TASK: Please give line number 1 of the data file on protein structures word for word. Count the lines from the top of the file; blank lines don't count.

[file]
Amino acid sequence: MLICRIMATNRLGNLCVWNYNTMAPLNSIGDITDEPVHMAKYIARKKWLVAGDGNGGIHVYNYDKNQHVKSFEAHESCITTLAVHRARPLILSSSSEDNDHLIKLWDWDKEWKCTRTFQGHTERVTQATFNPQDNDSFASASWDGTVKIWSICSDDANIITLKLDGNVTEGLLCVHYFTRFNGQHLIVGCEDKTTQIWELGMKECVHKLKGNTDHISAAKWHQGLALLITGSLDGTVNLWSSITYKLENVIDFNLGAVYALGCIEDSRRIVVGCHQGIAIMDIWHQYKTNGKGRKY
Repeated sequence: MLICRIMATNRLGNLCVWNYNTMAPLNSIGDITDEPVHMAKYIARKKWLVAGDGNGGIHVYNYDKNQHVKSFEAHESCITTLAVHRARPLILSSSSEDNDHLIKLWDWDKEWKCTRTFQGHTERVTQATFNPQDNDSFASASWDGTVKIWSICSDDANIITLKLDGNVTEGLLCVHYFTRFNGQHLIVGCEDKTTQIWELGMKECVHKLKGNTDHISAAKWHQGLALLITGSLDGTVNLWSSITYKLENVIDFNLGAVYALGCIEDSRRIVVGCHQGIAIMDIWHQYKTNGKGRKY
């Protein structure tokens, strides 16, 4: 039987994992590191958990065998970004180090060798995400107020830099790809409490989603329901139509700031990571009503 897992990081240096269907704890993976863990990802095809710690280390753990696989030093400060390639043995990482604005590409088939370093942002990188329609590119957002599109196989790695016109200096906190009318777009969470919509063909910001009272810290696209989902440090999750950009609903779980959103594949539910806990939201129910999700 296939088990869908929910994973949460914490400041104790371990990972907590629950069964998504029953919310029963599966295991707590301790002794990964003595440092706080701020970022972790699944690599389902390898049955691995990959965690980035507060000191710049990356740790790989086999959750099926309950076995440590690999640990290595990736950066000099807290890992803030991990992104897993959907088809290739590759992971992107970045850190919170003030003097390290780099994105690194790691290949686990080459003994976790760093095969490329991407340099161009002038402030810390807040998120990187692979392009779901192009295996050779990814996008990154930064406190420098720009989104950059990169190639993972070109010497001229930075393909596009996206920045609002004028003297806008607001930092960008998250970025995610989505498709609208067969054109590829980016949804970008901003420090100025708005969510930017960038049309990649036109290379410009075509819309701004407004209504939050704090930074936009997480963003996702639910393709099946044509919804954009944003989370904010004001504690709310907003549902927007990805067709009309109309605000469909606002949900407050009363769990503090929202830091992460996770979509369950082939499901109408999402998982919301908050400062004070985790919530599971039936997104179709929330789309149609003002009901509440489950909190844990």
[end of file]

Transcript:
Amino acid sequence: MLICRIMATNRLGNLCVWNYNTMAPLNSIGDITDEPVHMAKYIARKKWLVAGDGNGGIHVYNYDKNQHVKSFEAHESCITTLAVHRARPLILSSSSEDNDHLIKLWDWDKEWKCTRTFQGHTERVTQATFNPQDNDSFASASWDGTVKIWSICSDDANIITLKLDGNVTEGLLCVHYFTRFNGQHLIVGCEDKTTQIWELGMKECVHKLKGNTDHISAAKWHQGLALLITGSLDGTVNLWSSITYKLENVIDFNLGAVYALGCIEDSRRIVVGCHQGIAIMDIWHQYKTNGKGRKY